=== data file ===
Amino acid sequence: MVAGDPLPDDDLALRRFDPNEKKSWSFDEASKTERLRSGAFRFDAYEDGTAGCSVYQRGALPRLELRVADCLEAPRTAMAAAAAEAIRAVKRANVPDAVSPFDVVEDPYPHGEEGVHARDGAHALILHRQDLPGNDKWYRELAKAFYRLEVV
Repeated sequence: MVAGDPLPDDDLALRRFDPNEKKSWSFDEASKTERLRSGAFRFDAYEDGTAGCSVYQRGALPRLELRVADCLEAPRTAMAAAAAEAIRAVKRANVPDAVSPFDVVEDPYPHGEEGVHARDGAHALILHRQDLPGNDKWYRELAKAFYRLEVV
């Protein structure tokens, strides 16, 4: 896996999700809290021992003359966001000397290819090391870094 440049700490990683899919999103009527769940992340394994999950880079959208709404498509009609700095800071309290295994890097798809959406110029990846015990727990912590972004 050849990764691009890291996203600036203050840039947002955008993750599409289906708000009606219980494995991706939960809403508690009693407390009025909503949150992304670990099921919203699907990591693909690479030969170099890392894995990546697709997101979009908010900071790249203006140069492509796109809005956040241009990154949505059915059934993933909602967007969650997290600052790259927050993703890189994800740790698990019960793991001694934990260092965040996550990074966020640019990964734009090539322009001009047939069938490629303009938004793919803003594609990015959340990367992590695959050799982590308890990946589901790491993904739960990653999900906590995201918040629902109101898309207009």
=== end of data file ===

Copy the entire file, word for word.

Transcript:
Amino acid sequence: MVAGDPLPDDDLALRRFDPNEKKSWSFDEASKTERLRSGAFRFDAYEDGTAGCSVYQRGALPRLELRVADCLEAPRTAMAAAAAEAIRAVKRANVPDAVSPFDVVEDPYPHGEEGVHARDGAHALILHRQDLPGNDKWYRELAKAFYRLEVV
Repeated sequence: MVAGDPLPDDDLALRRFDPNEKKSWSFDEASKTERLRSGAFRFDAYEDGTAGCSVYQRGALPRLELRVADCLEAPRTAMAAAAAEAIRAVKRANVPDAVSPFDVVEDPYPHGEEGVHARDGAHALILHRQDLPGNDKWYRELAKAFYRLEVV
């Protein structure tokens, strides 16, 4: 896996999700809290021992003359966001000397290819090391870094 440049700490990683899919999103009527769940992340394994999950880079959208709404498509009609700095800071309290295994890097798809959406110029990846015990727990912590972004 050849990764691009890291996203600036203050840039947002955008993750599409289906708000009606219980494995991706939960809403508690009693407390009025909503949150992304670990099921919203699907990591693909690479030969170099890392894995990546697709997101979009908010900071790249203006140069492509796109809005956040241009990154949505059915059934993933909602967007969650997290600052790259927050993703890189994800740790698990019960793991001694934990260092965040996550990074966020640019990964734009090539322009001009047939069938490629303009938004793919803003594609990015959340990367992590695959050799982590308890990946589901790491993904739960990653999900906590995201918040629902109101898309207009």